In this edition of Court judgements review, we look at the Supreme Court’s judgement on Food Safety and Standards Act, Delhi High Court’s decision on divorce, Odisha High Court’s judgement on ‘Viscera report’ in murder cases, Jharkhand High Court’s judgement on reservations in cases of migration, and Jammu and Kashmir and Ladakh High Court’s decision on detention.
Supreme Court: Food Safety and Standards Act will take precedence over the Prevention of Food Adulteration Act where inconsistencies exist.
The apex court, in Manik Hiru Jhangiani vs. The State of Madhya Pradesh, held that when a violation falls under both the Prevention of Food Adulteration Act, 1954 (PFA), and the Food Safety and Standards Act, 2006 (FSSA), the FSSA prevails over the PFA where inconsistencies exist.
The two-judge bench comprising Justice Abhay S. Oka and Justice Sanjay Karol was hearing an appeal against the judgement of the High Court that refused to quash the proceedings for an alleged violation under the FSSA 2006. In this case, the appellant was a Director at M/s. Bharti Retail Limited, operating ‘Easy Day’ stores nationwide. A Food Inspector, registered under the PFA, visited a Bharti-owned shop in Indore on 29 November 2010, purchasing specific biscuit packets. Samples were sent to the State Food Laboratory the next day, and the report arrived on 4 January 2011. Despite the PFA’s repeal on 5 August 2011, as notified in Section 97(1) of the FSSA, Section 97(4) of the FSSA allowed prosecuting offenses committed under the PFA within three years from the commencement of the FSSA. An FIR was filed under the PFA on 12 August 2011 on ‘misbranding’ allegations. When challenged before the High Court, the petition was dismissed. The appeal is against this judgement.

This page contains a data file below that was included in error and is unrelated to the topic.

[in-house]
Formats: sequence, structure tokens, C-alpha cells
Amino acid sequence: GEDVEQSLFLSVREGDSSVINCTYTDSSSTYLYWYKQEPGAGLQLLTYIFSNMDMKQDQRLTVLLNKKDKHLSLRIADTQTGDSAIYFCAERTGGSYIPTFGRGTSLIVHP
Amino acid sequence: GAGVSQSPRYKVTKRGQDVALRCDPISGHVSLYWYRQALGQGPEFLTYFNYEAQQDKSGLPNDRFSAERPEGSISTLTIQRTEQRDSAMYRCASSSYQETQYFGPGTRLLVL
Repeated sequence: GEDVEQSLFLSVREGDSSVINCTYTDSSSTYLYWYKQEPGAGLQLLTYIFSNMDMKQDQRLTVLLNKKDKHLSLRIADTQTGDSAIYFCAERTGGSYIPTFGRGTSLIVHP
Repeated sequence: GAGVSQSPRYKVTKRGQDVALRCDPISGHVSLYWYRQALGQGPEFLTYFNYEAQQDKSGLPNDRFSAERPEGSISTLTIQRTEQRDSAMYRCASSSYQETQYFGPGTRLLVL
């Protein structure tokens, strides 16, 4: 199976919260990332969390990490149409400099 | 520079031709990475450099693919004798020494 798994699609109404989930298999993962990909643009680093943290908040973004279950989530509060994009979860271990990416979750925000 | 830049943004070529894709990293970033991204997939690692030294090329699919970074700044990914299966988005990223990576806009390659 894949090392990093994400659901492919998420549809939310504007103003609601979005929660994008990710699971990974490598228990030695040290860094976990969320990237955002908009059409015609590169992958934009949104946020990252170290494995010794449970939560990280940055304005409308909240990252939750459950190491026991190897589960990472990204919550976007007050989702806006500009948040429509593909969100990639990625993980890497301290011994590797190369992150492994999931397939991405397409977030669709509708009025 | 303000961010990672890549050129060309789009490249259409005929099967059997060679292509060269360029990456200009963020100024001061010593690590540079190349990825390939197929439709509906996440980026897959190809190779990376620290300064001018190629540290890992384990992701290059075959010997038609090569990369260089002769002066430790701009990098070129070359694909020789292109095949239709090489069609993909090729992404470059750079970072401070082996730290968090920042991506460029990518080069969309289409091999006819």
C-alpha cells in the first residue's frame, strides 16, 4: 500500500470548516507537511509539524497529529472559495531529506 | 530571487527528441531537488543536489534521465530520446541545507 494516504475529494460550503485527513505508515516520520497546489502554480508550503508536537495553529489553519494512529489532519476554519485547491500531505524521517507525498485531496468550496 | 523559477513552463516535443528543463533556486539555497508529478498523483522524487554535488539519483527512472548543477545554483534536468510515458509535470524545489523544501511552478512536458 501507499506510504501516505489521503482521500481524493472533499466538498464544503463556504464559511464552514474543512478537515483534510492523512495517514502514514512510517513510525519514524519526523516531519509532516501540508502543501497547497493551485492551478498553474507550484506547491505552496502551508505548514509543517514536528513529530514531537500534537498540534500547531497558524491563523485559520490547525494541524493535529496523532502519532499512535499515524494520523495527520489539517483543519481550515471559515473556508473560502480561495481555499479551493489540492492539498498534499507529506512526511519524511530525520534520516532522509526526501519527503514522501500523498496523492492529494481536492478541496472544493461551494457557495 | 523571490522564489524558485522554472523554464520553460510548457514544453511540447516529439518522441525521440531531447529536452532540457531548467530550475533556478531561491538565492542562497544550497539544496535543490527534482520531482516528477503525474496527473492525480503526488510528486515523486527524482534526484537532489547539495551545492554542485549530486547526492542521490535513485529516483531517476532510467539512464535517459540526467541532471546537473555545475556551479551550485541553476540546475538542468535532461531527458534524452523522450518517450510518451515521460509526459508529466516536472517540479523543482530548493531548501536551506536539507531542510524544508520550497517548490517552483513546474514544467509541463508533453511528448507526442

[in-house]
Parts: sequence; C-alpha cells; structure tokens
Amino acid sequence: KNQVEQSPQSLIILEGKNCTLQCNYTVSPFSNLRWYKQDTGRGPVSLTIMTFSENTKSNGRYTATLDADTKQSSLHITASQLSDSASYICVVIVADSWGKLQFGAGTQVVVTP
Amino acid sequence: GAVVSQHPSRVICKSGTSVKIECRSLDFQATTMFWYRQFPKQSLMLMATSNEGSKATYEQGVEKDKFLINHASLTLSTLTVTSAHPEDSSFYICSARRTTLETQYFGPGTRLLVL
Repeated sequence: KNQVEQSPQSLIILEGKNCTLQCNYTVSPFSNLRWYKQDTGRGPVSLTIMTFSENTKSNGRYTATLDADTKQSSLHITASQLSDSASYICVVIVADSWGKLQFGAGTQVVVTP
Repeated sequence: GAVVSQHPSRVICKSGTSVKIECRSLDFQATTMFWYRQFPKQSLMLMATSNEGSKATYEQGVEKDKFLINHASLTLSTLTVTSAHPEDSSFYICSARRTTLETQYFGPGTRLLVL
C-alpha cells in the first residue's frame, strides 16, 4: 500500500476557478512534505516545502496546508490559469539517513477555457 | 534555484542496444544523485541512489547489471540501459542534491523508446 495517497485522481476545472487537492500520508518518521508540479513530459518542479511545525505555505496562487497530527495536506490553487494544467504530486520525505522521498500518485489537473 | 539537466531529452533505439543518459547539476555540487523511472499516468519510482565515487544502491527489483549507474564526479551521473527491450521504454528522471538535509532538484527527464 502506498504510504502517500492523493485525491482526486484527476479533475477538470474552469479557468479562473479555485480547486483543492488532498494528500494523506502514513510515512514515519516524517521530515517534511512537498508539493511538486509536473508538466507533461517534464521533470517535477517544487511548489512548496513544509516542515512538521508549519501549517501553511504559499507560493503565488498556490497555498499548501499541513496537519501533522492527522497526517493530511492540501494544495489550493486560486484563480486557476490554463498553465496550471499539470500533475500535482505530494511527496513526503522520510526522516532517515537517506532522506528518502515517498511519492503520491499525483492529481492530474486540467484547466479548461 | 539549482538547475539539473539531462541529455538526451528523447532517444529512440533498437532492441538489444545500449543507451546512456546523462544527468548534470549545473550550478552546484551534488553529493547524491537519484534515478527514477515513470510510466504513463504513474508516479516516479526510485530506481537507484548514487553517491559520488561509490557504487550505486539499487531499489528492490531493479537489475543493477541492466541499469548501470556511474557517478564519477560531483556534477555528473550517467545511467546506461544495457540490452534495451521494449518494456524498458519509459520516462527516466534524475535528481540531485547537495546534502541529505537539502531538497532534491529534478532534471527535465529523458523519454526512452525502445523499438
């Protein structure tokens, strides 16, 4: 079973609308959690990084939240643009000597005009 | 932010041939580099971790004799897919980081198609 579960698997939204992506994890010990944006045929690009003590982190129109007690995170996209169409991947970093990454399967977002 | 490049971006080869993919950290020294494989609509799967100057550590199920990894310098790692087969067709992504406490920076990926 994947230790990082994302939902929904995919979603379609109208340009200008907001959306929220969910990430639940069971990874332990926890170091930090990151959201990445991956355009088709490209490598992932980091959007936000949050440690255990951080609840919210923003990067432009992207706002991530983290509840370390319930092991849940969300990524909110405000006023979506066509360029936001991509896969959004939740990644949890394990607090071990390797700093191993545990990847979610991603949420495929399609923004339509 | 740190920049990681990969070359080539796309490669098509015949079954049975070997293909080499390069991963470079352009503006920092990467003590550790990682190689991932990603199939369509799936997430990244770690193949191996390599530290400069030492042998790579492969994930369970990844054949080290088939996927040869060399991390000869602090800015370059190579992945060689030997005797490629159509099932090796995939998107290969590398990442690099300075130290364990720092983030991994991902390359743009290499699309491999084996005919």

The Counsel for the State argued that the offence was committed prior to the repeal of PFA, and the PFA Rules 1955 were still in force at the time of the commission of offence, the prosecution for violating the provisions of the PFA Act and the PFA Rules will certainly be maintainable. However, the Counsel for the petitioner argued that for violation of the provisions regarding misbranding, under PFA, the violator could be punished by imposing imprisonment of up to three years. However, under the FSSA, there is a provision for a levy of only a penalty up to Rs. 3 lakhs. Further, when two statutes are operating in the field prescribing a penalty for the same offence and when an earlier statute contains a more stringent penalty or punishment, the provision in the earlier statute will stand repealed by necessary implication.
The court looked at the provisions of ‘misbranding’ under both statutes. It also looked at the Sub-section (4) of Section 97 of the FSSA act, also known as the sunset clause.
The implication of sub-section (4) of Section 97 is that if an offence is committed under the PFA when the PFA was in force, cognizance of the crime can be taken only within three years from the date of commencement of the FSSA. Further, Section 89 of the same act provides for overriding effect over other laws.